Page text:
September 9, 2021

Lifestyle Center’s Wholistic Approach Used as a Blueprint in Australia

For hospital managing nurse Deborah Dawes, juggling her hectic work routine, an aging parent in need of care, and teenage daughters left her with no time for herself. “So, I put my health last and made really bad decisions about what I ate, what I drank. My exercise level, my stress level, everything was wrong,” she remembered.

Worried about her health and wanting to make changes, in 2019 she decided to look for wellness resorts close to her home in Murwillumbah, New South Wales, Australia. “I looked at quite a few different ones around Byron Bay, Gold Coast, Sunshine Coast, but they were all completely outrageously priced,” she said.

After a lot of research, she found the Sozo Health Retreat, a lifestyle medicine intensive residential program based on scientific evidence, biblical principles, and Ellen White’s book, The Ministry of Healing.

Run by the North New South Wales Conference (NNSW) Health and Wellness Department in a pop-up model — each time in a different location — the program was trialed with Stuarts Point as the first location.

Along with 10 other patients, Dawes spent eight days surrounded by nature and a caring medical team, with a structured routine that included a range of treatments, guided exercise, balanced plant-based meals, and plenty of time to relax.

From the six retreats run so far, she has been to three, including the latest one run in May on the Central Coast, each time stepping further into her healing journey.

Sozo is a Greek word, and it means complete healing,” NNSW Health and Wellness director Camila Skaf explained. “It is the word often found in the New Testament when Jesus heals someone. The word for healed or saved, that’s sozo,” 

Committed to promoting complete healing, the team of licensed health professionals, chefs, physical trainers and more, reviews each patient’s current health, medical history, activity levels, eating habits, sleep patterns, and stress tolerance, creating personalized lifestyle prescriptions.

“The main goal is to help improve their health outcomes long term to not only live longer but to live better,” naturopath, massage therapist, and program coordinator Renee Livingston said.

She explained that trying to change lifestyle habits at home can be challenging for many, and by coming to the retreat, the patients gain a new perspective in an environment designed to empower them.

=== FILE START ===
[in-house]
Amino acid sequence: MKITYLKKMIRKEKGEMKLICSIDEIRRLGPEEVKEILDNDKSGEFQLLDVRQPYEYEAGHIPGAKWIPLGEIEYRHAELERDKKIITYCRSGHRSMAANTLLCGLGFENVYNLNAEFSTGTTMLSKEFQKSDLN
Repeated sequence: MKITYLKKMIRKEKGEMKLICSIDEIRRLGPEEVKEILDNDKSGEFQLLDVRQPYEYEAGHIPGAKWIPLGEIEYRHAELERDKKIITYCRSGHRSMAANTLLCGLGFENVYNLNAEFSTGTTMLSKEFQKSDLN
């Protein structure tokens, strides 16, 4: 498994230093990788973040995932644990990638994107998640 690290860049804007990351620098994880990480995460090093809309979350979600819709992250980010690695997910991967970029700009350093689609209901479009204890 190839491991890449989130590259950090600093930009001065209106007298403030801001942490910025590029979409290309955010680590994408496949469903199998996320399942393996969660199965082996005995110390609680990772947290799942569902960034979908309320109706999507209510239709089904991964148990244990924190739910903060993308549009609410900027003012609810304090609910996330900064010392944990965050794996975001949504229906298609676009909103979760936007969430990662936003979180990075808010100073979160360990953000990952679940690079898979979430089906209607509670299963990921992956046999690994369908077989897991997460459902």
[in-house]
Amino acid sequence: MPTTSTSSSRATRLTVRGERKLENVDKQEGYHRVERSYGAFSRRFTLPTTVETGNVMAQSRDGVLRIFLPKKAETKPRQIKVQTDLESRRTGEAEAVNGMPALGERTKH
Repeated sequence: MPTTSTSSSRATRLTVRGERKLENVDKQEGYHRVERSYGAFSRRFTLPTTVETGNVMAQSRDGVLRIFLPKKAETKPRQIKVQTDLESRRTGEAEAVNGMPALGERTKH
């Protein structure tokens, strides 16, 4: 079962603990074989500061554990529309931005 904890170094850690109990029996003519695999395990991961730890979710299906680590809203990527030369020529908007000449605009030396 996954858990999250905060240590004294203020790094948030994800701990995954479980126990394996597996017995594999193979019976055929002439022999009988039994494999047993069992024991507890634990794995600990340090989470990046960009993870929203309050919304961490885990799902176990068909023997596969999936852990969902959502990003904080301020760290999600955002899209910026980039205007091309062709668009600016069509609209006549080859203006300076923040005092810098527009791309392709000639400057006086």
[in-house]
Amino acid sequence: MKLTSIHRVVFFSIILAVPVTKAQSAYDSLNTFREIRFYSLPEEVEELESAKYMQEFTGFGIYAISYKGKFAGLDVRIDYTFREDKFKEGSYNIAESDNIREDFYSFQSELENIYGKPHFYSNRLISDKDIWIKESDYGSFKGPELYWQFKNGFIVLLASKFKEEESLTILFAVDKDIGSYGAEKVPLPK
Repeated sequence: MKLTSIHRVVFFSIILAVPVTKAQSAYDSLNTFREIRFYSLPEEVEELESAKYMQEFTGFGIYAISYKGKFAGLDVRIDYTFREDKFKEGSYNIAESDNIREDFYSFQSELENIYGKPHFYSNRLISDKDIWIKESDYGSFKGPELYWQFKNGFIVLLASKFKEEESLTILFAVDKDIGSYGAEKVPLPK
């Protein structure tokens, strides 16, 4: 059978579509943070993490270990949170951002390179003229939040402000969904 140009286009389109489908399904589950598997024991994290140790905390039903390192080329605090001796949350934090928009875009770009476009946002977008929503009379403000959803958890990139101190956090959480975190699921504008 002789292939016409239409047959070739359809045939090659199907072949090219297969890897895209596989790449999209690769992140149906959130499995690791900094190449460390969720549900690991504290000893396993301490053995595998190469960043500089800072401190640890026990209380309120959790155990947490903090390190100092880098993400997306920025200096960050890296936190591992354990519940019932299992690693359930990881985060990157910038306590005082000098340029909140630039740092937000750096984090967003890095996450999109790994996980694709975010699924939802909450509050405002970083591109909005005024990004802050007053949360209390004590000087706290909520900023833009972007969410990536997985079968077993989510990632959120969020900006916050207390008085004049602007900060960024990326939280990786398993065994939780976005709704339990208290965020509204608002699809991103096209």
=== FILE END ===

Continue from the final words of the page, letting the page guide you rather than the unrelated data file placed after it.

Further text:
“At Sozo, they get to see it lived, to see it practiced, to experience how it feels, and also to learn why it is important. So, education is a big component,” she added.

As part of the daily activities in the retreat, the patients also learn from lectures presented by health specialists. In the mornings, a cooking workshop presented by a plant-based chef teaches them to prepare healthy, balanced meals at home.

“I’ve never been on a retreat before, but I didn’t expect so much input, so much information. I think in a lot of retreats, you might have a massage a day, a bit of yoga and meditation, but this here is real learning, real nurturing and empowering,” participant Alison Goodwin said. Goodwin added that she was excited to go back home and put into practice what she learned at the retreat.

A Blueprint for Life

Besides educating and empowering the community, Sozo has also been developed as a model to be implemented by other Adventist conferences in Australia, recently training its first licensee team of eight health professionals from Victoria.

“It was amazing to witness how God is leading the team led by Victorian Conference Health Ministries director Andrew Jasper, and to work together on our latest health retreat program in Avoca Beach, Central Coast,” Skaf said.

After attending the latest retreat as a patient to get a deeper insight into the program, Jasper said he and his team are preparing to launch Sozo in Victoria by November 2021.

“In only a week, the patients can see the difference and the effectiveness not just in physical improvements, but in mental and emotional improvements. I’m a firm believer in the whole-person paradigm, and programs that meet that full need are top of my list,” he said.

With its effectiveness recognized by Adventist Health Ministries at the General Conference of the Seventh-day Adventist Church, the program will also be used by the Adventist Church in other countries. “They are taking the same model under a different brand to other places around the world,” Skaf said.

The original version of this story was posted by Adventist Record.